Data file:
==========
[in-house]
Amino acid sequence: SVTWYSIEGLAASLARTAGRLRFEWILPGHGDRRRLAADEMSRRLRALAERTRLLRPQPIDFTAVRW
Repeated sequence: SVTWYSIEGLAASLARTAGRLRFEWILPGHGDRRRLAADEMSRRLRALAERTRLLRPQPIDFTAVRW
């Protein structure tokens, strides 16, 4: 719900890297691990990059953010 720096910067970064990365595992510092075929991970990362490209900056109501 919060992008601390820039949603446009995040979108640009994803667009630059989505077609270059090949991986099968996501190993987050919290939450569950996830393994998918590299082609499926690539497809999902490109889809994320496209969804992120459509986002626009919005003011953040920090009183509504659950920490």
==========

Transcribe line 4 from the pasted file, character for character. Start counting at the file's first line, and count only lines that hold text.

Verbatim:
């Protein structure tokens, strides 16, 4: 719900890297691990990059953010 720096910067970064990365595992510092075929991970990362490209900056109501 919060992008601390820039949603446009995040979108640009994803667009630059989505077609270059090949991986099968996501190993987050919290939450569950996830393994998918590299082609499926690539497809999902490109889809994320496209969804992120459509986002626009919005003011953040920090009183509504659950920490």